Starting verses on the dominant (5th) note can help entice audiences to keep listening.
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Leonard Cohen’s “Suzanne” is a great example of a song with a simple melody that has a powerful ability to keep you listening. The lulling, captivating feature comes in large part from the fact that the first part of the verse dwells on the dominant (i.e., 5th) note of the key: B in the key of E major.
A tonic note is one that represents the key of your song. For example, the tonic note of G major is G. Starting a verse melody on a non-tonic note like this is very common in most popular music genres, and starting on the 5th note of the key is a particular favourite of Cohen: “Hallelujah” (G in the key of C major); “Closing Time” (D in the key of G major); “Take This Waltz” (F# in the key of B major); and countless others.
The benefit to starting your verse on a note other than the tonic note is that it immediately generates momentum and musical energy. In music, you can define energy by its main quality: anything that provides an incentive to keep listening. A non-tonic note feels pleasantly unstable, making the listener feel that the solid, stable sound of the tonic note will eventually happen. The lack of a tonic note in the melody results in coercing listeners to want to wait for it.
You’ll find that writing a verse melody that dwells on the dominant note often allows you the option of moving up or down from there with relative ease, and indeed Cohen’s music undulates tantalizingly first above and then below that starting note in most of his dominant note starts.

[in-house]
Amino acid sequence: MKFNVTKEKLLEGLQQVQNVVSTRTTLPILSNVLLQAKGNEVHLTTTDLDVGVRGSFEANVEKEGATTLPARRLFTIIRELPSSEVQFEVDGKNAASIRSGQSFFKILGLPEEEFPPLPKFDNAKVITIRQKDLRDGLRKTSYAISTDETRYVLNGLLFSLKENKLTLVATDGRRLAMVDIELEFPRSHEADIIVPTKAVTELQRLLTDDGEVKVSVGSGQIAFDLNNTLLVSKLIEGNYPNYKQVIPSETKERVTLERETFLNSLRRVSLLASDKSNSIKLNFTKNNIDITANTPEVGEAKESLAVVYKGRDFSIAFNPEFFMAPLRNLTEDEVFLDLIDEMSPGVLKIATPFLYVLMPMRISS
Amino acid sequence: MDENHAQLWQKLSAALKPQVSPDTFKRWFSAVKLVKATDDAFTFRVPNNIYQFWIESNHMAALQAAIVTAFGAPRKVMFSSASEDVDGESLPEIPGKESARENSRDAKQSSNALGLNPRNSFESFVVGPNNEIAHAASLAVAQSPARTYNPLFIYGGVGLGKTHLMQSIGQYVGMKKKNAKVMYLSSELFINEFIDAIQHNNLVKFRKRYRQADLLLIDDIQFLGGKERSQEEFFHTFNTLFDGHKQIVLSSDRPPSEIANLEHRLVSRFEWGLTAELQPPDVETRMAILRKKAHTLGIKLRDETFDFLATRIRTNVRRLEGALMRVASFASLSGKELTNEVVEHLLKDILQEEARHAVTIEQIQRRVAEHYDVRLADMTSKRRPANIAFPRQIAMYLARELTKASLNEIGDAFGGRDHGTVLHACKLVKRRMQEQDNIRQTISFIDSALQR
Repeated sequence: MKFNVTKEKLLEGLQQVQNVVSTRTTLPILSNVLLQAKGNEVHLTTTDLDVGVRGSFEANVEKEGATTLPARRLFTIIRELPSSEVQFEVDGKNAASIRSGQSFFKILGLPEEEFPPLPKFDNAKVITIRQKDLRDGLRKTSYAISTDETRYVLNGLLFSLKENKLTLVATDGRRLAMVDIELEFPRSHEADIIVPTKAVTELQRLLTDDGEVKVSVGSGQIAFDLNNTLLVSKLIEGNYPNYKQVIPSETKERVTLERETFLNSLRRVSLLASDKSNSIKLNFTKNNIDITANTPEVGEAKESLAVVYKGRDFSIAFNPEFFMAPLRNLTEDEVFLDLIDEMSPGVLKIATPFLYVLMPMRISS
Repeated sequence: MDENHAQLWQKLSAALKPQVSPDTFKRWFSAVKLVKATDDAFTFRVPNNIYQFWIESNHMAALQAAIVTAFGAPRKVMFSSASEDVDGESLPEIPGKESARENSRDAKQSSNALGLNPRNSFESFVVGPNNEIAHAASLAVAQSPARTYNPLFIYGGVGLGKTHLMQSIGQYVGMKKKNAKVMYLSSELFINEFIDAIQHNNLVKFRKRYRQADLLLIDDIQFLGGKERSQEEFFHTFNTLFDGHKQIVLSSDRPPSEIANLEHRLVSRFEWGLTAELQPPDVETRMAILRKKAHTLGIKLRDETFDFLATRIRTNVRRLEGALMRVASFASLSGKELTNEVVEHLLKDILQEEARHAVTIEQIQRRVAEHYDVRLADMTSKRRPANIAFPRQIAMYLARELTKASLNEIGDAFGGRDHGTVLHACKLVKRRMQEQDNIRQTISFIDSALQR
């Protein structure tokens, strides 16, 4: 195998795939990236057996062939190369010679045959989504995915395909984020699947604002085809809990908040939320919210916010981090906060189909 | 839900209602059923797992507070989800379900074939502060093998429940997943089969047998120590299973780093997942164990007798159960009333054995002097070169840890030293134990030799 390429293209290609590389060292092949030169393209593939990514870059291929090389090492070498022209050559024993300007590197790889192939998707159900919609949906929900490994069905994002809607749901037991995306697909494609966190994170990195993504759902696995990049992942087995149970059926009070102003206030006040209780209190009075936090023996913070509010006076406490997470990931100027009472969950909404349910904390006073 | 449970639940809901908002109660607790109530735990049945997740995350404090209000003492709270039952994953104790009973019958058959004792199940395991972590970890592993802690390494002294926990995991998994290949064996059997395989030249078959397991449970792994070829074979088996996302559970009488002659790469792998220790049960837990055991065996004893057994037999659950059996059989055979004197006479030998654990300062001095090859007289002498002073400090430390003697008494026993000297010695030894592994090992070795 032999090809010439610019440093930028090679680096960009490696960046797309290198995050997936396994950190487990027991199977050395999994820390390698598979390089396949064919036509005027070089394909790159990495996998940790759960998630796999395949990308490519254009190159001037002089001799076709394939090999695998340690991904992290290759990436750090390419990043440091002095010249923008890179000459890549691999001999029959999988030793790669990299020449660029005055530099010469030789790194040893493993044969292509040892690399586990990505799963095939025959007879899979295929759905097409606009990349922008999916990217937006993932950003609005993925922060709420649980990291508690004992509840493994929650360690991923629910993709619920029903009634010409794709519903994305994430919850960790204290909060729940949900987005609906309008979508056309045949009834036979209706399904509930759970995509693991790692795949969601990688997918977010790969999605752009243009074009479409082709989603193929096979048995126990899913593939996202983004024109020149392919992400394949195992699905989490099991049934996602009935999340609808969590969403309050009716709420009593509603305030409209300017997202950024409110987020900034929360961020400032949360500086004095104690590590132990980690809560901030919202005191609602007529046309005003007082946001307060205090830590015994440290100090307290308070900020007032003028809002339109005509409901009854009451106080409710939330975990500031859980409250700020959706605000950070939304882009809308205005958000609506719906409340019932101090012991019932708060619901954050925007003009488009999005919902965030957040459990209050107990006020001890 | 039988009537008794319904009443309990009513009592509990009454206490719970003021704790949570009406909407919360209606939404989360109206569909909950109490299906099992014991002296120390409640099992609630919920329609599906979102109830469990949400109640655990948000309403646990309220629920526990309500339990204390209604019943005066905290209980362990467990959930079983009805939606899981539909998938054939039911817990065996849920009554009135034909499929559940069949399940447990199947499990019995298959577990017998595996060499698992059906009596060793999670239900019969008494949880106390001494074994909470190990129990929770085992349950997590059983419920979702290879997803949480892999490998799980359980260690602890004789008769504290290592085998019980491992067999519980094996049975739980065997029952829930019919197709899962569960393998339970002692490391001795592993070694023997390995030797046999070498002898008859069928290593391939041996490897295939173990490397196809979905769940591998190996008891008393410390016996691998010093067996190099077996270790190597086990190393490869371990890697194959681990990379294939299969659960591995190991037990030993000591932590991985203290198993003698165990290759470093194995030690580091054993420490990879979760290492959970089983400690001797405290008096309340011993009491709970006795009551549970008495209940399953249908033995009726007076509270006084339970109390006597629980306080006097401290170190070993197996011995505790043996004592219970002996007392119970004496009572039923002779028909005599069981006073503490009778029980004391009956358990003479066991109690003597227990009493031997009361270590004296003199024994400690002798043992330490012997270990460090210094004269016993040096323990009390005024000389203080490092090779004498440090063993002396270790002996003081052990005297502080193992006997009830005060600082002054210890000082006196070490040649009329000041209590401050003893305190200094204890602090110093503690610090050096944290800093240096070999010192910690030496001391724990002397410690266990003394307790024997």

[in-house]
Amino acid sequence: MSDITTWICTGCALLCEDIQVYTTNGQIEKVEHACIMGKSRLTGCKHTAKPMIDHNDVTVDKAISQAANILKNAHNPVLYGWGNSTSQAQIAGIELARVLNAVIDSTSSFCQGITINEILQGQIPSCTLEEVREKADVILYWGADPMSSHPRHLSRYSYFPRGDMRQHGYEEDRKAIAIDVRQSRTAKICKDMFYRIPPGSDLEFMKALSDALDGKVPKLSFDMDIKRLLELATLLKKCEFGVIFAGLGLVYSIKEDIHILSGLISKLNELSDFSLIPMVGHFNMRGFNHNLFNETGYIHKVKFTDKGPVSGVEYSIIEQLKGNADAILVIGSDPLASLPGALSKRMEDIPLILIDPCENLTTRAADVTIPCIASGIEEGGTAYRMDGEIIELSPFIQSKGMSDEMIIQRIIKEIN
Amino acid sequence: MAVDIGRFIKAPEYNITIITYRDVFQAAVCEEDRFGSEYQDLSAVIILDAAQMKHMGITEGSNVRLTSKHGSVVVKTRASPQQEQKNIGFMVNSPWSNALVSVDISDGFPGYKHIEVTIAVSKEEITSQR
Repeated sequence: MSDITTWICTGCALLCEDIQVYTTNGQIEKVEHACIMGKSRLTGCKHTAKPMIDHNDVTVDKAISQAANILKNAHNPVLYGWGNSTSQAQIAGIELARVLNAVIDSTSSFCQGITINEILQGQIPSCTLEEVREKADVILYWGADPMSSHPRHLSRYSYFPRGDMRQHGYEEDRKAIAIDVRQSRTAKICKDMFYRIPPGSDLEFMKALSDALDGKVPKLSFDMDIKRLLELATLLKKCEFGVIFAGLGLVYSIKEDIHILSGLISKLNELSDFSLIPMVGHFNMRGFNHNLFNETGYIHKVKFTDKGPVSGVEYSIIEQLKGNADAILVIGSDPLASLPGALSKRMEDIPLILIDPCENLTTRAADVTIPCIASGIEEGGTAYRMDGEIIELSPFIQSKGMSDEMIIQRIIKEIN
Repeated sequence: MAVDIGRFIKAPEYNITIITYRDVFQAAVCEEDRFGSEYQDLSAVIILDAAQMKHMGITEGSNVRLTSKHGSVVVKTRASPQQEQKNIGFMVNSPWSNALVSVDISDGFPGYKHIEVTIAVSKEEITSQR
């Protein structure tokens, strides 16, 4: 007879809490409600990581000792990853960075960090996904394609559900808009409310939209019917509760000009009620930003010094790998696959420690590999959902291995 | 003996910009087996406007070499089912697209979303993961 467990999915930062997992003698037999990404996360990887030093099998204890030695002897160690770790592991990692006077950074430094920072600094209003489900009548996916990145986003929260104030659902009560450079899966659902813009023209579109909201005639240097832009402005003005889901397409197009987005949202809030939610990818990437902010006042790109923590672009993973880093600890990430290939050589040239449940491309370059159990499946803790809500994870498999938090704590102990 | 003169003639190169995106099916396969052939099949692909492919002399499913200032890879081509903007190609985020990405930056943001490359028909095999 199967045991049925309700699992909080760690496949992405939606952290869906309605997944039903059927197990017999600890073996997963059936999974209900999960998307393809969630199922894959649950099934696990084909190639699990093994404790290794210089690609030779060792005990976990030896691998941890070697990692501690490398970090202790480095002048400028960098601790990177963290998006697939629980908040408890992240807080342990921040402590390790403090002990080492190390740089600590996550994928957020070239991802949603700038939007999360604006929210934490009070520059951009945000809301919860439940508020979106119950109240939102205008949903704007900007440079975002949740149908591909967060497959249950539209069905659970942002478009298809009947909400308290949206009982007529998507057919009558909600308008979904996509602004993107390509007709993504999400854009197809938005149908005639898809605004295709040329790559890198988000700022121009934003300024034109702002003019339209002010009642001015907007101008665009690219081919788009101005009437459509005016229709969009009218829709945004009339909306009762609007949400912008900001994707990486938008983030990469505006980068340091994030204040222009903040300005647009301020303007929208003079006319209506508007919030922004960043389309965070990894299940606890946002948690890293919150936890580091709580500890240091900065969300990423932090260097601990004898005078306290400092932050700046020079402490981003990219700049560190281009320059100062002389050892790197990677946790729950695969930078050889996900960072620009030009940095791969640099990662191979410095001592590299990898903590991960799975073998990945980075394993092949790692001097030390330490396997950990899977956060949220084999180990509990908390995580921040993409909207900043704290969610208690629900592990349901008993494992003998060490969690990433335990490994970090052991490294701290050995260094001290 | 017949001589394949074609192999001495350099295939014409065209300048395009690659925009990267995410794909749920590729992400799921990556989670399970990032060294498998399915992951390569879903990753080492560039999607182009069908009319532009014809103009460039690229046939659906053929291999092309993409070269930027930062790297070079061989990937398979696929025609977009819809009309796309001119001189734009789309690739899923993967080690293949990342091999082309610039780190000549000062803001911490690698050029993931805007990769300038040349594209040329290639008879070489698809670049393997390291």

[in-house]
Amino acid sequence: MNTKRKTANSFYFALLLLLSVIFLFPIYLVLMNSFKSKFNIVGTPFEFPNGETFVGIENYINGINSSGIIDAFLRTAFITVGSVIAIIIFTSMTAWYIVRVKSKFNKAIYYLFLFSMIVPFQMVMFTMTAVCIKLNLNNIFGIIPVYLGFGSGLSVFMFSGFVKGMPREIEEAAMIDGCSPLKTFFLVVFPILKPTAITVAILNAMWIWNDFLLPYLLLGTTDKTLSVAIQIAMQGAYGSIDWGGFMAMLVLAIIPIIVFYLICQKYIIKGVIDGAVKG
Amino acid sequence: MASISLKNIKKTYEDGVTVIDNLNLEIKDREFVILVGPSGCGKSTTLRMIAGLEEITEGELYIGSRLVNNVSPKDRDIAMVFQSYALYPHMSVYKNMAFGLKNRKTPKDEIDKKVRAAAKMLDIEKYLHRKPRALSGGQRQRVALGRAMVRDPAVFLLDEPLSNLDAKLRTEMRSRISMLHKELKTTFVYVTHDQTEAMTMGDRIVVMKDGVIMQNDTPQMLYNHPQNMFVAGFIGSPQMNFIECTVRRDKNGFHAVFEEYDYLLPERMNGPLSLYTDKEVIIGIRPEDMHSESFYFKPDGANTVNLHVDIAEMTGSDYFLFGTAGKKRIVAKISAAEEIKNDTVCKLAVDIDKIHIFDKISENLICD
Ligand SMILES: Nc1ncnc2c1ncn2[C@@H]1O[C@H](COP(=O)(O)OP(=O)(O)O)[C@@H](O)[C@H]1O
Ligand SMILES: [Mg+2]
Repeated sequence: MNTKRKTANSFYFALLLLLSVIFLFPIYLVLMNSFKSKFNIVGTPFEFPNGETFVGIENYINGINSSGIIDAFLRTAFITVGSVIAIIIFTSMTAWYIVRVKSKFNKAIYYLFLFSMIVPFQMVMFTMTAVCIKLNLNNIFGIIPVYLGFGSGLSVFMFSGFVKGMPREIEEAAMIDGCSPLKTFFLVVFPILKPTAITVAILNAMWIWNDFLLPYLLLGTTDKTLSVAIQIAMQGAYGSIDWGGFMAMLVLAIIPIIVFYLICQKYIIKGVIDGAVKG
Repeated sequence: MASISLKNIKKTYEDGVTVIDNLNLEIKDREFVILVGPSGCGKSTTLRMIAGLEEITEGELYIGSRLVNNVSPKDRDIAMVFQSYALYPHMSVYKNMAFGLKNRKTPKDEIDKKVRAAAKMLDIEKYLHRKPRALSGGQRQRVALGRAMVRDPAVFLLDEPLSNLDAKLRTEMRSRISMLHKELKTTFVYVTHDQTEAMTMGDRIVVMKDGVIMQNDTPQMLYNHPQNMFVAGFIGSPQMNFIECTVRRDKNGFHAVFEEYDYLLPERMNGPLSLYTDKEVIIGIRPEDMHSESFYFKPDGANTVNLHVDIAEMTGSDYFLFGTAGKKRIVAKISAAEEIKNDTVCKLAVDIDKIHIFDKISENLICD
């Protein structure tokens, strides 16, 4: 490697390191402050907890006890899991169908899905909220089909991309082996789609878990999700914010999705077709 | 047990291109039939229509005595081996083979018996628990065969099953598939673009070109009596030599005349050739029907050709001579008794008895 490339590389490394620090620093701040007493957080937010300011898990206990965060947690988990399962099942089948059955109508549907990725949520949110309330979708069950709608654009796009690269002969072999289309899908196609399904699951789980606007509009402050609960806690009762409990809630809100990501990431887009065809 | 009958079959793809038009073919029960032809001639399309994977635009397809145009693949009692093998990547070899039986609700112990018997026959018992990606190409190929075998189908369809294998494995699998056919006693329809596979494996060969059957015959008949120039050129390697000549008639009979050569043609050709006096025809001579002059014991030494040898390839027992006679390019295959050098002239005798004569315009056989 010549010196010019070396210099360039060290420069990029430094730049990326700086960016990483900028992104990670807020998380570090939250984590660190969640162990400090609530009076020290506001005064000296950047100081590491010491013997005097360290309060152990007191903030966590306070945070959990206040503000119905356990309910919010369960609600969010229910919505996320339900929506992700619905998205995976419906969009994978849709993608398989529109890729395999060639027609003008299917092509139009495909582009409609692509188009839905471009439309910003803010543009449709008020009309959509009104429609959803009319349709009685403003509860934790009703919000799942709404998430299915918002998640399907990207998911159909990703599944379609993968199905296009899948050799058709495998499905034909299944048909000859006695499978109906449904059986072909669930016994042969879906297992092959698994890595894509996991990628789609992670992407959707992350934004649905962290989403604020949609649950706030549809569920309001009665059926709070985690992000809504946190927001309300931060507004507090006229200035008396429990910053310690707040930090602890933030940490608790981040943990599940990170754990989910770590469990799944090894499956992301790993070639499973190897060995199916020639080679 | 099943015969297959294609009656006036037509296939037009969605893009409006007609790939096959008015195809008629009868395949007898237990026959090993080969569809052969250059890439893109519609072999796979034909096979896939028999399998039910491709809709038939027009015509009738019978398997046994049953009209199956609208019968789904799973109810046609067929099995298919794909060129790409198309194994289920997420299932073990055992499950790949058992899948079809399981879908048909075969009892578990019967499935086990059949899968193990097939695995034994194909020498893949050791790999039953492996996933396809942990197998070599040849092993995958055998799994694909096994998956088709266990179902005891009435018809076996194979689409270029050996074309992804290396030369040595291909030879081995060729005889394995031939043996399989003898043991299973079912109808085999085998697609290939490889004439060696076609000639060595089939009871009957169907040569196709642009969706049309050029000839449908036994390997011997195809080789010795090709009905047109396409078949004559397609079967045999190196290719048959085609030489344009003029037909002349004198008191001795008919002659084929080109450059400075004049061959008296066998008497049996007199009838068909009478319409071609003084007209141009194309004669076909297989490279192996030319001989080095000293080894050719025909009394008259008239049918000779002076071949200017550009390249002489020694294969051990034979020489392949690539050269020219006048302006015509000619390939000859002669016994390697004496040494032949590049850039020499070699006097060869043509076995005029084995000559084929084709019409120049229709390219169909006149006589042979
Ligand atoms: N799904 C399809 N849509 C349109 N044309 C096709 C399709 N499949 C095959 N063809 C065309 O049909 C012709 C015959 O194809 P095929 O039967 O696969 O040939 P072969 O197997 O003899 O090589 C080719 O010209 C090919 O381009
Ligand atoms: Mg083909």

Other songwriters love the mesmerizing quality that comes from “sitting on the dominant.” Give Thad Kopec’s “You Will Know Who I Am” a listen, and you’ll hear the enticing quality of a melody that references the dominant note as an important source of musical energy.
And you can also hear the musical satisfaction that comes from hearing that verse melody eventually move down and cadence on the tonic note. It’s a gorgeous tune, and hope that we hear a lot more from Kopec in the future.
I’ve mentioned mainly verse melodies in this post, because it’s the verse that needs a good amount of momentum and enticement to keep audiences listening until the chorus. You’ll find that chorus melodies feature the tonic note a lot more, particularly toward the latter half of chorus melodies. The tonic note gives a kind of musical release that’s a common feature of choruses.
Offering too much tonic note in the verse can compromise musical energy. So in your verse melodies, look for ways of avoiding too much tonic note. You should find what you’re looking for by starting verses on either the 5th or 3rd note of your chosen key.
Written by Gary Ewer. Follow on Twitter.
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